Forty Something and Fifty Something by Dr Robert M Fleisher

Reviewed by Magdalena Ball

Forty Something: A Guide Through Mid-Life and Mid-Life Crisis
Dr Robert M Fleisher
AuthorHouse
Paperback: 188 pages, ISBN-13: 978-1438917009, April 2009

Fifty Something: You Still Have Time to Redeem Your Body and Soul from Past Neglect
Dr Robert M Fleisher
AuthorHouse
Paperback: 256 pages, ISBN-13: 978-1438916347, April 2009

Reading Fifty Something immediately after reading Forty Something is an odd experience, like aging a decade in a few days. Of course these books are written for different audiences, though in 10 years, the audience for one could well become the audience for the other. The Forty Something book covers a range of possible issues that might (probably) happen to a forty year old, including such things as the loss of hair, vision, hearing, bad teeth, dry skin, weight gain, sensitivity to weather, stress, mental illness, loss of memory, sexual function, and so on. It’s not good news if you’re approaching the big four oh, but Fleisher, who is actually a dentist (Endodontist), treats the subject with sensitivity, intelligence, and above all, humour. After all, he’s aging too, and knows full well what it feels like. Much of the book is enriched with anecdotal evidence from Fleisher’s own experience. Although there may be instances where Fleisher could be accused of assuming that his own experiences will be similar to others, it makes for lighthearted, interesting reading, and he is always open about his assumptions.

The book is well organised, and easy to both read through, or refer to later. Fleisher not only informs readers what’s going to happen when you reach your forties, but how to minimise the negative and maximise the positive. In the name of science, the good Doctor tries out many of the remedies including some of the more expensive or outrageous ones, himself in order to honestly report back on what works and what doesn’t. One of the more interesting experiments he undergoes is a personal trial of Human Growth Hormone. If you’re considering trying this expensive product that promises miracles, it’s definitely worth buying Forty Something first to see what Fleisher’s experiences were. Other snake oils, potential elixirs, vitamins, herbs and mineral supplements are also examined.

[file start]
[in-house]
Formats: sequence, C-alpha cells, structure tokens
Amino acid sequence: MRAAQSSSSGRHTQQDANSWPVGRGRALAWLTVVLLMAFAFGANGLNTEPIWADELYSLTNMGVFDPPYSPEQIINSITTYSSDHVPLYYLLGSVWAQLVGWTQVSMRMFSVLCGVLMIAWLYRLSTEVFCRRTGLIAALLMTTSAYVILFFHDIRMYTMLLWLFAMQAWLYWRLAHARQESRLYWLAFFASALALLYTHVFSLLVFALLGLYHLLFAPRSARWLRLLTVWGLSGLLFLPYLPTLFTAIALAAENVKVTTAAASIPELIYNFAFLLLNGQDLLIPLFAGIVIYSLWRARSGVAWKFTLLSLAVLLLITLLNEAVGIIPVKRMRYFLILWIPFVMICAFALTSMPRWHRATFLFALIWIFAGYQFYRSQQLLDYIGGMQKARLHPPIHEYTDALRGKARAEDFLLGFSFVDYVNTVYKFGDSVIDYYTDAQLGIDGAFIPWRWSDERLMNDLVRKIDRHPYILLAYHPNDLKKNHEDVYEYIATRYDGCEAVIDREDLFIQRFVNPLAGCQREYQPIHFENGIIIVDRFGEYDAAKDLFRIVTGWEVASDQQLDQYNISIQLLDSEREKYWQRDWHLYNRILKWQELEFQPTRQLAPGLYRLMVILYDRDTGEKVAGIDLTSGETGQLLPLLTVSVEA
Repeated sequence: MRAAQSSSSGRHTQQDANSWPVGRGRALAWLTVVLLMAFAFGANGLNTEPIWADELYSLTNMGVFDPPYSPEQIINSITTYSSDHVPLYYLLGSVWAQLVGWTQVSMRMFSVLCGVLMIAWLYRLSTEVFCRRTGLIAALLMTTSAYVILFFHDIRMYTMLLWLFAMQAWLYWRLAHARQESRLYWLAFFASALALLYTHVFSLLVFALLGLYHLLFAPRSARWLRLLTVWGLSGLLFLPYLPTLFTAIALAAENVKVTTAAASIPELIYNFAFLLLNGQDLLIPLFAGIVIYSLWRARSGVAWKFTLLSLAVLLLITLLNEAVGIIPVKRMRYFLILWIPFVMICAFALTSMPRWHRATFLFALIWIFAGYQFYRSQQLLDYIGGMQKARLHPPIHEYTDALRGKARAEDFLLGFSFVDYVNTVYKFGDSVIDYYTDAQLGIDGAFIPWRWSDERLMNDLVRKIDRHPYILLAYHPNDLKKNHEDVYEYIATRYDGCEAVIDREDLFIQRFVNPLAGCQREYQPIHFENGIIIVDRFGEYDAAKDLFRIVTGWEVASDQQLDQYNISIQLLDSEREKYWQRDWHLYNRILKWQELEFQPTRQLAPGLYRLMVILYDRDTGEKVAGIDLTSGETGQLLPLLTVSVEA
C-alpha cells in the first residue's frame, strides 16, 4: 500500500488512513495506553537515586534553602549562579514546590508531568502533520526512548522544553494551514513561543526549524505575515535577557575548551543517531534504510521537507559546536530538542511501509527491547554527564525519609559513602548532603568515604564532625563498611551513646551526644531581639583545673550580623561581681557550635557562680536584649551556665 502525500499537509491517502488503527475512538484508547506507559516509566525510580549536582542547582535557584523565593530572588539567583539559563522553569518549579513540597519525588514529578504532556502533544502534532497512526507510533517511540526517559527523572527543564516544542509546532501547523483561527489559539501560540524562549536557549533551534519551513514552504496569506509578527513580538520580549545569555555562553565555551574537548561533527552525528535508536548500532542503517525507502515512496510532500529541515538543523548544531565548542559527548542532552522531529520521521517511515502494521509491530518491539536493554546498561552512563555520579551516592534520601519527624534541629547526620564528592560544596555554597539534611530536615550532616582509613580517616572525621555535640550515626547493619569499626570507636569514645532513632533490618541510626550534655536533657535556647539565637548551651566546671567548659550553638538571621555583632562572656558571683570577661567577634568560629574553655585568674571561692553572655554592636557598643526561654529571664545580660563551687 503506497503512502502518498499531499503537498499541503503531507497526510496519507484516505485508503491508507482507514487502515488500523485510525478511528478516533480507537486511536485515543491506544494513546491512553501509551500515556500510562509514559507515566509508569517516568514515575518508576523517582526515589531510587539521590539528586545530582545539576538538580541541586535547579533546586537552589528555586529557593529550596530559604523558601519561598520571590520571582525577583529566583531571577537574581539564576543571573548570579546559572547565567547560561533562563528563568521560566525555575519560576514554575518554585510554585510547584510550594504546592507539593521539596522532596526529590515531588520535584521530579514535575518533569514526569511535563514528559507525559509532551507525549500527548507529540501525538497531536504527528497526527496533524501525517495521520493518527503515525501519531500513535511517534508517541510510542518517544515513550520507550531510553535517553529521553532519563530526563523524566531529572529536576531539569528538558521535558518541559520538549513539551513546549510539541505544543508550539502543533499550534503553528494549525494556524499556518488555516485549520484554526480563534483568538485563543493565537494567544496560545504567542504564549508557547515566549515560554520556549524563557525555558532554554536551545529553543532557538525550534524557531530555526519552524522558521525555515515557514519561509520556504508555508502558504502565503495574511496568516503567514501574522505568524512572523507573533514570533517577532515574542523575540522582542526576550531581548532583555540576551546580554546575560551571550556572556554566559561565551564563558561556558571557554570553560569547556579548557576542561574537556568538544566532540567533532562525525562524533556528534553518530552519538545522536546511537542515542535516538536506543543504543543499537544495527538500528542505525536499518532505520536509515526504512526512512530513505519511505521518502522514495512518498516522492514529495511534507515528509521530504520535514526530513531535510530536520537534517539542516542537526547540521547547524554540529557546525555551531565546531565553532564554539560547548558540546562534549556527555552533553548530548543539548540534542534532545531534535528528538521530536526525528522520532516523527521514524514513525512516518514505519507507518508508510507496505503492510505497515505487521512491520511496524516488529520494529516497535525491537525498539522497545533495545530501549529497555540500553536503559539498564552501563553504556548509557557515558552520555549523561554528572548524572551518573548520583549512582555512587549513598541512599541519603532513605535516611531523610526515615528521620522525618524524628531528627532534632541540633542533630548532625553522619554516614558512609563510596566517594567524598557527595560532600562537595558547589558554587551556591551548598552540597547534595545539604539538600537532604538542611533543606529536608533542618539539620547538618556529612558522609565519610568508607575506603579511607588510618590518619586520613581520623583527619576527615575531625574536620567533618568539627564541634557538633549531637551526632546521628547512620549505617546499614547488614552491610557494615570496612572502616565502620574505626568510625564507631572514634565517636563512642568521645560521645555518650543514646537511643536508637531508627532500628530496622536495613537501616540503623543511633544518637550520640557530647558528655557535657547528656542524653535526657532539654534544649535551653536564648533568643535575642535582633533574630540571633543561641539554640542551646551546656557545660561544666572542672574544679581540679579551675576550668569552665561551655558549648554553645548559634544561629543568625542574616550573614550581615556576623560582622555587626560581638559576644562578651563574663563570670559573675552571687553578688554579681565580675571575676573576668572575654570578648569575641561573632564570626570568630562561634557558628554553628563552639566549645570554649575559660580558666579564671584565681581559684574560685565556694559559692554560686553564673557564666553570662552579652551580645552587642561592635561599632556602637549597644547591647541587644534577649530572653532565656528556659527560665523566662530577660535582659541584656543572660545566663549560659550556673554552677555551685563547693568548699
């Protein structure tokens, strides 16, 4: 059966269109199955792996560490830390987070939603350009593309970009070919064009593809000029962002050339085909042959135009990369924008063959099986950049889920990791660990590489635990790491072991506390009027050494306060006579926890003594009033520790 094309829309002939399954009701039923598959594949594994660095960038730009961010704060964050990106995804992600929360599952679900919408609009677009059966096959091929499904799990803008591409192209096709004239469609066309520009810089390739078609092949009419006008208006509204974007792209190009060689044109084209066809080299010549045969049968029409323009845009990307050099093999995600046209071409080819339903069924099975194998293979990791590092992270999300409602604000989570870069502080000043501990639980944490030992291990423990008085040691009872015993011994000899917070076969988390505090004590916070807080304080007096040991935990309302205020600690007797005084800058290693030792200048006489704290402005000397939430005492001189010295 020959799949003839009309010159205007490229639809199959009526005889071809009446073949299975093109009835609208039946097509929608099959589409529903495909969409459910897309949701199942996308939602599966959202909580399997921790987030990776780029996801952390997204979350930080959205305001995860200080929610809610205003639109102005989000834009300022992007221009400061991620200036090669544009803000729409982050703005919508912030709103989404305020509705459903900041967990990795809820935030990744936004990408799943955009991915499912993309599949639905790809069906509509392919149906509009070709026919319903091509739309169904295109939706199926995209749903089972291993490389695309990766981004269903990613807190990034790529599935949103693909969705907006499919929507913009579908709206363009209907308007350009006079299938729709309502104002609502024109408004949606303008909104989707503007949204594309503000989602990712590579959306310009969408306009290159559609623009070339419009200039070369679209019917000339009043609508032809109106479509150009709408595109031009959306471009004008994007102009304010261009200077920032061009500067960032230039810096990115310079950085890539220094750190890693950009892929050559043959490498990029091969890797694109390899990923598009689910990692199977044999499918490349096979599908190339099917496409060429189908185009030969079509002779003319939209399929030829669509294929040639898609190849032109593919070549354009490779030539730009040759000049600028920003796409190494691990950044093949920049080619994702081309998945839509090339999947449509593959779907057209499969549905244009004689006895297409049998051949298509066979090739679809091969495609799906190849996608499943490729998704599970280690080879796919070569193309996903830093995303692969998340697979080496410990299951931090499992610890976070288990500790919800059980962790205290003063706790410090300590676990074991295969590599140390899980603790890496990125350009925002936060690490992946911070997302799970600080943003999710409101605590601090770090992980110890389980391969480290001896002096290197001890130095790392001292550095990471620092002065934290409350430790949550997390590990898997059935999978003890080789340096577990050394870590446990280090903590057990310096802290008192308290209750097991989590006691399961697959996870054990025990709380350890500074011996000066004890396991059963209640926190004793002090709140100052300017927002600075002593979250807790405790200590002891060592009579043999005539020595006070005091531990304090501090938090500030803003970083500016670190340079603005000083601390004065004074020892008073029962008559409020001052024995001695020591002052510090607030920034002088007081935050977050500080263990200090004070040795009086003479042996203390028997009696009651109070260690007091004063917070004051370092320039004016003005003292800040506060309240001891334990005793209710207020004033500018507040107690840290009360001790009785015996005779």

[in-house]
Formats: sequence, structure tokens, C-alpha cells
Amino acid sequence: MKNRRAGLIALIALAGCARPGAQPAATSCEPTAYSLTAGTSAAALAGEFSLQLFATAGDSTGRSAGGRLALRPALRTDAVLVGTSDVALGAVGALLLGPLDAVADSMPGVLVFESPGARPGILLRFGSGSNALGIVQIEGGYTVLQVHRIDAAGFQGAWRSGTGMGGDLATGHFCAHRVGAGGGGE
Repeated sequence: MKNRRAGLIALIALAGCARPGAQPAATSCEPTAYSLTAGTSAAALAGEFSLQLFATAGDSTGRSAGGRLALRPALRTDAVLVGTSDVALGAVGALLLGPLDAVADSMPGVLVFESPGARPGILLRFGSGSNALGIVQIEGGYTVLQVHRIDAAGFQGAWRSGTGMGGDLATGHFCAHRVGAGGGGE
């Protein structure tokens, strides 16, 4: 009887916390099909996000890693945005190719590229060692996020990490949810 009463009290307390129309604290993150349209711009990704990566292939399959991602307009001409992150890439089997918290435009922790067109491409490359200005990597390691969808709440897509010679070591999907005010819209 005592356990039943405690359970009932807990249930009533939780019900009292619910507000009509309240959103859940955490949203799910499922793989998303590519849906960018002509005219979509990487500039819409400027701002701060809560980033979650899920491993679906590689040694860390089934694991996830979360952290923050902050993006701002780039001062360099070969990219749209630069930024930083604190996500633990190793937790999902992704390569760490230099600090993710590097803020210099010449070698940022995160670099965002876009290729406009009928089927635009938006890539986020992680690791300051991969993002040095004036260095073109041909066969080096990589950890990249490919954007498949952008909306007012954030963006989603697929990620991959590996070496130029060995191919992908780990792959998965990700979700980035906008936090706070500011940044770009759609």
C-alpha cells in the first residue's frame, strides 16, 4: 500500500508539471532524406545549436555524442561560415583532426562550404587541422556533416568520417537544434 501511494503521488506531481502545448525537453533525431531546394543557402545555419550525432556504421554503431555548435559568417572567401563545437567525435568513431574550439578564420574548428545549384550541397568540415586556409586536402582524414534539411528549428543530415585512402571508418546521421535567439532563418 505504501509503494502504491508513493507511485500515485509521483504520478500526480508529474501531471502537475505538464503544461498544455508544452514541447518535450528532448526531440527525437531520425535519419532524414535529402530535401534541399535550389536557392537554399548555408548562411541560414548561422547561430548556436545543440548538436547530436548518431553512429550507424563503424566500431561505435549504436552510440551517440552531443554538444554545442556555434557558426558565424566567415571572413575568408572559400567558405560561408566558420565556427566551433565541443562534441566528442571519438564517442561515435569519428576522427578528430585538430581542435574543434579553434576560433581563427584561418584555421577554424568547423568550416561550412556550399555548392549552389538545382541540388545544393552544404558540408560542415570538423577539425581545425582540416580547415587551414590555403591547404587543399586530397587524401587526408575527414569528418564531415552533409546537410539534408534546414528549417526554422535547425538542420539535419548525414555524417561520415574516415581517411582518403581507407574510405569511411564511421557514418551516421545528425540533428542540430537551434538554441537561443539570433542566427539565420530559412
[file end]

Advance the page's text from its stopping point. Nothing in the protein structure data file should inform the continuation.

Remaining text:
Of course, as one would expect, Dr Fleisher is most informative when it comes to teeth. Covering such topics as discoloration and bleaching, sensitivity, plaque, losing or breaking teeth, gum disease, root canals, crowns, and temporomandibular joint (chewing muscle spasm), the book provides excellent advice on how to make the most of dental visits, and to avoid the more painful forms of deterioration. There are also chapters on exercise, with more anecdotes and stories, the midlife crisis, and how to deal with events such as reunions.

Fifty Something is quite similar, and some of the chapters are even the same, although the book moves forward in time as you would expect, dealing with greater aches and pains, worse forms of deterioration, “andropause” (a good name for the male menopause), specific medications that might be needed in the fifties, and other emotional/crises type issues like separation and divorce, Cancer , Empty Nest syndrome, retirement, and um, death. In some instances the book follows on nicely from Forty Something, referring to the progression. There are lots more insights, personal trials, and anecdotes, including stories about glasses, a new exercise program, and even a personal story of a colonoscopy (Too much information? Maybe if you’re under 50, but not if you are planning to have one yourself). The Cancer chapter in Fifty Something is particularly well researched covering a range of Cancers, including symptoms, treatments, and ways to manage and mitigate.

Overall the premise for both of these books is that, as you age, the lifestyle choices you make can have a major, drastic impact on the quality of your life. In a relaxed, funny, and easy to read way, Fleisher points out exactly how to make the most of what you can, and deal with what you can’t. Both of these are good manuals that prescribe rather than preach and are as entertaining as they are informative.

Magdalena Ball runs The Compulsive Reader. She is the author of the poetry book Repulsion Thrust, the novel Sleep Before Evening, a nonfiction book, The Art of Assessment, Quark Soup, and, in collaboration with Carolyn Howard-Johnson, Cherished Pulse , She Wore Emerald Then , and Imagining the Future.

Views All Time
Views All Time
12
Views Today
Views Today
1